Open Access Short Research Article

Studies on Physicochemical Analysis and Biodecolorization Potential of Some Bacteria Isolated from Textile Effluent

A. Bello, M. D. Makut, G. O. Ogah

Asian Journal of Biotechnology and Bioresource Technology, Page 1-6
DOI: 10.9734/AJB2T/2017/38323

Aim: This research work is aimed at studies on physicochemical analysis and biodecolorization potential of some bacteria isolated from textile effluent.

Study Design: This study is designed to isolate and identify species of bacteria from textile effluent. To determine the physicochemical properties of the textile effluent. To use bacteria isolates in biodecolorization of the textile effluent. To determine the physicochemical properties of the textile effluent after treatment with bacterial isolates using methods described by the American public health association. To biodecolorize textile effluents at three different concentrations.

Place and Duration of Study: Department of Microbiology, Nasarawa State University Keffi, Nasarawa State, Nigeria, between September 2016 and October 2017.

Methodology: Samples of textile effluent were collected in clean containers, the physicochemical properties were analyzed using standard methods described by the American Public Health Association and compared with those of national and international standards. These textile effluents were subjected to bacterial decolorization using a decolorization medium, composed of minimal salt medium and textile effluent for a period of 15 days, the %decolorization was measured by checking absorbance of the sample at 72 hours intervals using a UV- spectrophotometer. This was repeated at different concentrations of 20 ml/250 ml, 20 ml/500 ml, and 20 ml/1000 ml (v/v of textile effluent and minimal salt medium).

Results: The bacteria isolates used were Bacillus subtilis, Pseudomonas aeruginosa, Micrococcus luteus. The physicochemical properties of the effluent changed after 15 days of bacterial activity, at best; the pH was reduced from 9.8 to 7.2, color from black to clear/colorless, turbidity from 9,750 to 1,201NTU, TDS from 22,800 to 3,351 mg/L, conductivity from 33,800 to 5,001 µs/cm, sulphate from 975 to 91 mg/L, phosphates from 2.75 to 0.86 mg/L, COD from 3,550 to 195 mg/L, BOD from 1,425 to 78 mg/L. The highest %decolorization was observed to be 53.56% by B. subtilis, followed by 50.95% by P. aeruginosa, and 47.97% by M. luteus.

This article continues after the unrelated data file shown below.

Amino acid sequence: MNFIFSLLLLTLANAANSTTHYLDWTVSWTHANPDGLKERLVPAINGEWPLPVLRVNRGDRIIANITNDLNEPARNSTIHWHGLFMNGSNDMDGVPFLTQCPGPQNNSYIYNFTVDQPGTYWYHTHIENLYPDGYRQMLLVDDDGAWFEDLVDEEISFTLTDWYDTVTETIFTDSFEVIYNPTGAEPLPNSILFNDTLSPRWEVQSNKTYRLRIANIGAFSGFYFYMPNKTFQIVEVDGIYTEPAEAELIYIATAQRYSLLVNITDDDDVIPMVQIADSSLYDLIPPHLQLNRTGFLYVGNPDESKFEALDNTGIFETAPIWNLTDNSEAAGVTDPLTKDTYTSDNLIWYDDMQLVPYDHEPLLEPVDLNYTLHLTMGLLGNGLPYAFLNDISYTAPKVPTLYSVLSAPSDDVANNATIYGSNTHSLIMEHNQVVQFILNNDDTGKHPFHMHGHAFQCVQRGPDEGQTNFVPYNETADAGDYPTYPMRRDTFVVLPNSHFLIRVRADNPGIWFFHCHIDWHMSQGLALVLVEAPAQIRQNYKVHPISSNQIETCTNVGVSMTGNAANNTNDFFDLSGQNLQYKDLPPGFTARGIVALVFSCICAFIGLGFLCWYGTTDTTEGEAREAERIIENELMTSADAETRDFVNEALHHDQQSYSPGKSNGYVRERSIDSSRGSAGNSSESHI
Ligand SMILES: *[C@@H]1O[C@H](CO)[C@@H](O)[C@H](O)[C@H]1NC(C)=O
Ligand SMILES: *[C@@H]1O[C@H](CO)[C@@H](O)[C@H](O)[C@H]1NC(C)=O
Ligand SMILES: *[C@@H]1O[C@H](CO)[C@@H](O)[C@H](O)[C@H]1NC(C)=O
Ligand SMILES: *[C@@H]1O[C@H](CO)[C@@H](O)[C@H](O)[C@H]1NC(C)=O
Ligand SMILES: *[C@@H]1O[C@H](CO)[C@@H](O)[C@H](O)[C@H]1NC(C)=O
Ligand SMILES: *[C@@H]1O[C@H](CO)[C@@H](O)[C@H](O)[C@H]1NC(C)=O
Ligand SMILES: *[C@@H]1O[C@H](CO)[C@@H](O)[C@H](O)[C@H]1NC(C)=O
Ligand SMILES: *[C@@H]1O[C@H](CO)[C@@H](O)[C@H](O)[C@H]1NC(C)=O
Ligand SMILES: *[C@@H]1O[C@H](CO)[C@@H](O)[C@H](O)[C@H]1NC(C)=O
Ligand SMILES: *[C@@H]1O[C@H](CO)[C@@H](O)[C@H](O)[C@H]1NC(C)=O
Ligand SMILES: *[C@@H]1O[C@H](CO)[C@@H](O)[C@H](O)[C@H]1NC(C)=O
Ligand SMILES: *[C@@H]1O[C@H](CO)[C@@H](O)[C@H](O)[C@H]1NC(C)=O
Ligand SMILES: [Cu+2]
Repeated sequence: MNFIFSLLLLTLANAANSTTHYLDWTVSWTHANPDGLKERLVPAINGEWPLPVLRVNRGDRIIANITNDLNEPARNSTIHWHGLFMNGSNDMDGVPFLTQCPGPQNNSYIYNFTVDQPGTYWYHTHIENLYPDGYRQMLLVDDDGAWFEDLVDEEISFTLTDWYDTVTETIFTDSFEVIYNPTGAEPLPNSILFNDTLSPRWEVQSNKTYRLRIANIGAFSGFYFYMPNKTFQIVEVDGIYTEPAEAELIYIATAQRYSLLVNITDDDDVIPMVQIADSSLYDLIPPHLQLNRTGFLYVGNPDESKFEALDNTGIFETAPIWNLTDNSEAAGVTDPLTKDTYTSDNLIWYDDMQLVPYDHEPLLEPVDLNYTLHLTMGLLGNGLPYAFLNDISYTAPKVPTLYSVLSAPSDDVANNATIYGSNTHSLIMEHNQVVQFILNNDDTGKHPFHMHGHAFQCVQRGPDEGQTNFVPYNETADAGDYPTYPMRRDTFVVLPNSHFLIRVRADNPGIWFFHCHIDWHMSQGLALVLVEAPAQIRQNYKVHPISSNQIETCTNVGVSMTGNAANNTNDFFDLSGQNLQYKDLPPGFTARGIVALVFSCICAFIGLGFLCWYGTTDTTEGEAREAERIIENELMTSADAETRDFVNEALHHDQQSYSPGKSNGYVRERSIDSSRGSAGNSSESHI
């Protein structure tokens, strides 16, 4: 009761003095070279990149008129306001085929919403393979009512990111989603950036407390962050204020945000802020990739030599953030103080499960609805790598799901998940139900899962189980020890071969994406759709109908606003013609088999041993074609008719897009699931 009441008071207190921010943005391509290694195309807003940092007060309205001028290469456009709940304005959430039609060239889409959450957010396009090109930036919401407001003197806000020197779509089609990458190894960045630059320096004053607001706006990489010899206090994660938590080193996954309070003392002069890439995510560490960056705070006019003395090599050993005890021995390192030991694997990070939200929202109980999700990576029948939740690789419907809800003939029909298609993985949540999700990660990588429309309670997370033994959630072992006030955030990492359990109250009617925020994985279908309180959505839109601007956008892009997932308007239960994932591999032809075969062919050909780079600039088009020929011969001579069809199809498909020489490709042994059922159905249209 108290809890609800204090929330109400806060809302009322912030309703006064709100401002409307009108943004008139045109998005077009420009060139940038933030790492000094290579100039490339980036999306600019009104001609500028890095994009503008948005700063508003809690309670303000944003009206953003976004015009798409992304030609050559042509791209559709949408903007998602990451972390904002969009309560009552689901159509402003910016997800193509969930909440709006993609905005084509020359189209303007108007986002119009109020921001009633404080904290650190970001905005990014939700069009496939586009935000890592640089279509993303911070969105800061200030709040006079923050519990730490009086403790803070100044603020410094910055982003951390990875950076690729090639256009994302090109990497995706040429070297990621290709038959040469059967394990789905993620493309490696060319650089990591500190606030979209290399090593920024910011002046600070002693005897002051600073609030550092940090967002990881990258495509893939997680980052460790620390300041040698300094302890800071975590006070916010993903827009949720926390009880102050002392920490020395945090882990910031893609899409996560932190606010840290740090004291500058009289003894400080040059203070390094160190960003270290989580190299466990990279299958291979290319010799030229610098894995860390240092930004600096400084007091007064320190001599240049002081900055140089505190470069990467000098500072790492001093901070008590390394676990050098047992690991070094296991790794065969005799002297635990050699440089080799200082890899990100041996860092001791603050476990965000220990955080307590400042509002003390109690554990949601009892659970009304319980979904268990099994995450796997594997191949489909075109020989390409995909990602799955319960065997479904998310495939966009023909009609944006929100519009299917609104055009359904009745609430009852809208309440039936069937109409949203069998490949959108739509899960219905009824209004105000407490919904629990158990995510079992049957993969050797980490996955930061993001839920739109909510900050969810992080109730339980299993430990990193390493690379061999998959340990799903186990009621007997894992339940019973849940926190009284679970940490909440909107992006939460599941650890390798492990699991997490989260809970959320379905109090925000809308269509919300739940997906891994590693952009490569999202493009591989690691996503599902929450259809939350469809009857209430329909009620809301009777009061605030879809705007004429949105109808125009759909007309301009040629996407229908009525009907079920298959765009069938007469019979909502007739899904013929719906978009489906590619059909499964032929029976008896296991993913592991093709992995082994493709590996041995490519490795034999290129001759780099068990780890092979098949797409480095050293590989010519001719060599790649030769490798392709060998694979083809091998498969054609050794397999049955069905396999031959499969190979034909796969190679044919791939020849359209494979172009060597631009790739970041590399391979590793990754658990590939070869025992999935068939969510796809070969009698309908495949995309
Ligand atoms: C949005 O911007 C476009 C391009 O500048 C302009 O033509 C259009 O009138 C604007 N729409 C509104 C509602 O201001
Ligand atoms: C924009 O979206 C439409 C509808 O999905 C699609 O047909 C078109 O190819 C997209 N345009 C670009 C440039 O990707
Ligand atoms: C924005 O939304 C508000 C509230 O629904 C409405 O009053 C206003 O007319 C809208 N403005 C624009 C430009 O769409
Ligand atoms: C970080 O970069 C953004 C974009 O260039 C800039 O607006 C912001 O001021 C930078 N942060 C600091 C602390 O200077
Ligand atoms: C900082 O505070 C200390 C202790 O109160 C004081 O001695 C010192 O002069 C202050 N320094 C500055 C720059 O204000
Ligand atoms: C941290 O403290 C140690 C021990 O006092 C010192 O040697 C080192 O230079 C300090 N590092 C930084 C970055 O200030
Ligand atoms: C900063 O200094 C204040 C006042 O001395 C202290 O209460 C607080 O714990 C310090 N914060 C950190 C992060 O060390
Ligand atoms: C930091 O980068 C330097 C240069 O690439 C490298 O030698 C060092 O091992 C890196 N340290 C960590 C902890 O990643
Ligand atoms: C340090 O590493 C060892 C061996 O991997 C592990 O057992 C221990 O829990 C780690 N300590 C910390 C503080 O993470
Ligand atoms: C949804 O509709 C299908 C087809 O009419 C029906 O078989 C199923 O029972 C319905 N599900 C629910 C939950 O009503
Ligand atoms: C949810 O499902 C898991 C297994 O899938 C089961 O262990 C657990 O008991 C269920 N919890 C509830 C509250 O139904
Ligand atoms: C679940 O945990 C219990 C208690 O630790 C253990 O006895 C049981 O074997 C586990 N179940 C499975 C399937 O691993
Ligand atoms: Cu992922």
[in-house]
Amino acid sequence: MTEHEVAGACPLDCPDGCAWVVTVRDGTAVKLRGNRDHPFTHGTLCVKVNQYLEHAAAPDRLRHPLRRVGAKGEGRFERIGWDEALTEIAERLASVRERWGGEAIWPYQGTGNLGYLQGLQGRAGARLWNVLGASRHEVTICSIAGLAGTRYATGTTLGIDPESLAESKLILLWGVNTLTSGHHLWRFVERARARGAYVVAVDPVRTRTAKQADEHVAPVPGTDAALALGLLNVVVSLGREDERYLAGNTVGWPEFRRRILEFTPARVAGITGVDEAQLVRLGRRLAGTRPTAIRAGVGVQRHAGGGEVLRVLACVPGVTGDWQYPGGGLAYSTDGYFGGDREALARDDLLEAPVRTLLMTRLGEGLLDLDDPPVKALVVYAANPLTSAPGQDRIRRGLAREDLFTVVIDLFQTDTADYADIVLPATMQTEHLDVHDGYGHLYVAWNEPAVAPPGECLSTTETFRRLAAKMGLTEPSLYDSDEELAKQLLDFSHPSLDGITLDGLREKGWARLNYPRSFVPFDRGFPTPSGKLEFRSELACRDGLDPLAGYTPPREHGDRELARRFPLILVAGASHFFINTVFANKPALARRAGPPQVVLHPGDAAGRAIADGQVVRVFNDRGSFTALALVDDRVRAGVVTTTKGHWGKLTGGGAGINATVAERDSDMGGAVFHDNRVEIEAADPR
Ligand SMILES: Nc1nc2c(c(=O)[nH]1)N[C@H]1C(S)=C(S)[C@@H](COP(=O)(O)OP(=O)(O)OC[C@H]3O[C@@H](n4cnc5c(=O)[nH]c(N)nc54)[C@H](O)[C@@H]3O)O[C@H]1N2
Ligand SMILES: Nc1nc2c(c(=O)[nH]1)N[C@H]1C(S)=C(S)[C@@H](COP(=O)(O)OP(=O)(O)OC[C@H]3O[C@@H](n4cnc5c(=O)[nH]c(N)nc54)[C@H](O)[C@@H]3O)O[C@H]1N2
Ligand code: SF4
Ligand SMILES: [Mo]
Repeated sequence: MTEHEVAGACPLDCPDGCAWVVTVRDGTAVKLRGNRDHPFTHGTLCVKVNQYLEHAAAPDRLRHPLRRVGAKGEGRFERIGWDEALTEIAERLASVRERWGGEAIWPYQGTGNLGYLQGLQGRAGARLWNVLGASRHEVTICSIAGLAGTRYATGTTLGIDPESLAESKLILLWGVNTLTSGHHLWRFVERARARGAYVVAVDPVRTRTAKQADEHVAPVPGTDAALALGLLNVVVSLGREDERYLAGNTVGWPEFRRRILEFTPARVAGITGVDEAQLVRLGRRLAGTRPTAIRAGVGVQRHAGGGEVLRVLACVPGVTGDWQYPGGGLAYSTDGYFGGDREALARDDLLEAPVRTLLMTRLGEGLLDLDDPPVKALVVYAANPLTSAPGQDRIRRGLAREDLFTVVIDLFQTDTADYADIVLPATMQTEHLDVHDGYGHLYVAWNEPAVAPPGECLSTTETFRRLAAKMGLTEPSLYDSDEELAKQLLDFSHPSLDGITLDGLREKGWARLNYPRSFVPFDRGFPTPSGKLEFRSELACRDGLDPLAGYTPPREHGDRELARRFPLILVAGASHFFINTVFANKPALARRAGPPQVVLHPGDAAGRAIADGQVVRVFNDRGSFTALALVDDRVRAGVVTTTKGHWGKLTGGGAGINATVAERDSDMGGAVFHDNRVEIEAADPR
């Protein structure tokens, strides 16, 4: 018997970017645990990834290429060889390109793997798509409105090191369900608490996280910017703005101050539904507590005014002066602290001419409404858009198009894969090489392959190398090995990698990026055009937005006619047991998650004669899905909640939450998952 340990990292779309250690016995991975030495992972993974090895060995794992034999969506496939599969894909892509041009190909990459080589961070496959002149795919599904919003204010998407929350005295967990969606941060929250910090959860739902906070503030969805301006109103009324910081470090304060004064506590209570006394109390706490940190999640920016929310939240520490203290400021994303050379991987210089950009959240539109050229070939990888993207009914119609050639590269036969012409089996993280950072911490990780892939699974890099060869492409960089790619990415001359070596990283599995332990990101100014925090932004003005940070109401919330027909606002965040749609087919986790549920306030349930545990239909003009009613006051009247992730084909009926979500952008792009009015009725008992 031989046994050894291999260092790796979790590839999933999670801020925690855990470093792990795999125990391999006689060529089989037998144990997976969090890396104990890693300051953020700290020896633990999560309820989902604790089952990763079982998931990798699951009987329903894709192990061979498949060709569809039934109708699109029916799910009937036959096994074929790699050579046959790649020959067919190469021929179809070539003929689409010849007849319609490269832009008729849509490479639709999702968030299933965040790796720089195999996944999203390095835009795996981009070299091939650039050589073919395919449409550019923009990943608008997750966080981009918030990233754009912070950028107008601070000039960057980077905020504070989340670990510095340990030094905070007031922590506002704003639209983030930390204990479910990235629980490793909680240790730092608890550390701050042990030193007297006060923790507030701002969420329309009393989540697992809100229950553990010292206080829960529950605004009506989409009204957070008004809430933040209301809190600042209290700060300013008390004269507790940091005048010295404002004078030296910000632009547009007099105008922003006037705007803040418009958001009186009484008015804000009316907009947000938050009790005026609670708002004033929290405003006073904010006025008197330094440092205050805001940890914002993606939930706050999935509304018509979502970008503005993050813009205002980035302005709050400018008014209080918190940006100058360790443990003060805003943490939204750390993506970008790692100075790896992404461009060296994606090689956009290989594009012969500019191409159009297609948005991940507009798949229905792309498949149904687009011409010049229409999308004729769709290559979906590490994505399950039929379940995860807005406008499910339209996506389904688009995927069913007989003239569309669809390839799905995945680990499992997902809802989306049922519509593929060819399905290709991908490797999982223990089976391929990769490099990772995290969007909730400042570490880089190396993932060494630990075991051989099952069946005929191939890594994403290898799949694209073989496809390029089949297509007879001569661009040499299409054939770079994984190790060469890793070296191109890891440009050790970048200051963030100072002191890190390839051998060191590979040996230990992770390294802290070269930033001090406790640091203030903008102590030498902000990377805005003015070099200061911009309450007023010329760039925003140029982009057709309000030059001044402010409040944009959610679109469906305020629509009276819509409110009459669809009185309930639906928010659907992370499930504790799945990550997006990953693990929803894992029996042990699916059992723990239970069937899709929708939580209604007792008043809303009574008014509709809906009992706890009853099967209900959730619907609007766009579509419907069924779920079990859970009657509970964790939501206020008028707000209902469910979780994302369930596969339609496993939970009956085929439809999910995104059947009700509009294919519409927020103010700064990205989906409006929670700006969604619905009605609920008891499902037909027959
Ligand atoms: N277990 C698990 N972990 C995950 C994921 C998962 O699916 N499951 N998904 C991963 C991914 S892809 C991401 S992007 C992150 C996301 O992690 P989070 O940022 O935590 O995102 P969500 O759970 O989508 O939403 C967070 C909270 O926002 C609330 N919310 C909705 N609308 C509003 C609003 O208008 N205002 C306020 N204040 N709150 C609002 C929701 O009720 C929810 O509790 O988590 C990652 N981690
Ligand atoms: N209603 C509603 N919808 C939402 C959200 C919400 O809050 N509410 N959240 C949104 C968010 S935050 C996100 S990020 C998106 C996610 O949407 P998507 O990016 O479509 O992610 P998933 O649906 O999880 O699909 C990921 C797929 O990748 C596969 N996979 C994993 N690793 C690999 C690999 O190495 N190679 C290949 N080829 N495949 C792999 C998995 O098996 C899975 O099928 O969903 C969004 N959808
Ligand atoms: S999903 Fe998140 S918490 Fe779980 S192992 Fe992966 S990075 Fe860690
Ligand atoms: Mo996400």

Conclusion: From this study, it can be deduced that the use of bacteria in biodecolorization has shown great potential and also improves the physicochemical properties of the effluent. However, there is need for further work to be done to validate and improve these findings.

Open Access Original Research Article

Proximate Analysis, Lipid Profile, Microbiological and Pigment Characterization of Chlorella Dry Powder Produced in a 20 L Agitated Photobioreactor

Luis G. Torres, Luis J. Corzo, Virginie Mimouni, Lionel Ulmann

Asian Journal of Biotechnology and Bioresource Technology, Page 1-10
DOI: 10.9734/AJB2T/2017/38220

Aims: The aim of this work was to investigate the massive production of Chlorella with food purposes. The second objective was the characterization of the dried product, in terms of proximal, microbiological, pigment and specific lipids analysis.

Place and Duration of Study: This work was carried out mostly in the bioprocess laboratory, UPIBI-Instituto Politecnico Nacional in 2016.

Methodology: The Chorella Powder was cultivated in a 20 L agitated tank. Chlorella was separated from the media, dried and characterized in terms of proximal analysis, lipid profile, microbiological and pigments. Results were compared with a commercial product.

Results: It was feasible the production of Chlorella in a 20 L agitated reactor in outdoor conditions. The calculated value of m was 0.093 day-1. The Chlorella product presented similar characteristics to a commercial product maybe except in the protein content (the commercial Chlorella had a protein contain up to 40% and the home-made product, 21%). The microbiological characterization indicated that both home-made and commercial products are able to be used as human food or supplement. The analysis of pigments by TLC showed the presence of zeaxhantine, b-carotene, chlorophyll a, pheophorbide and pheophitine. The lipids of the home-made product were composed basically of a-linoleic acid (23.4% in molar basis) and palmitic acid (17.5%), followed by linoleic (13.5%) and stearic acids (12%), while the commercial product lipids were composed mainly by a-linoleic (26.9%) and palmitoleic acids (19.1%), followed by palmitic acid (18.9%).

Conclusion: It was feasible the production of Chlorella in a 20 L agitated reactor in outdoor conditions.The home-made product is very similar to the comercial one. It can be used as nutraceutic, providing with proteins, minerals, antioxidant and healthy lipids to the consumer.

Open Access Original Research Article

Comparative Study on Consumer Acceptability of Bread Produced with Composite Flour Fermented by Yeast Isolated from Palm Wine and Stale Bread

T. Bolaniran, D. J. Arotupin, O. I. Afolami, O. F. Fasoranti

Asian Journal of Biotechnology and Bioresource Technology, Page 1-10
DOI: 10.9734/AJB2T/2017/36898

Comparative Study on Consumer Acceptability of Bread Produced with Composite Flour Fermented by Yeast Isolated from Palm Wine and Stale Bread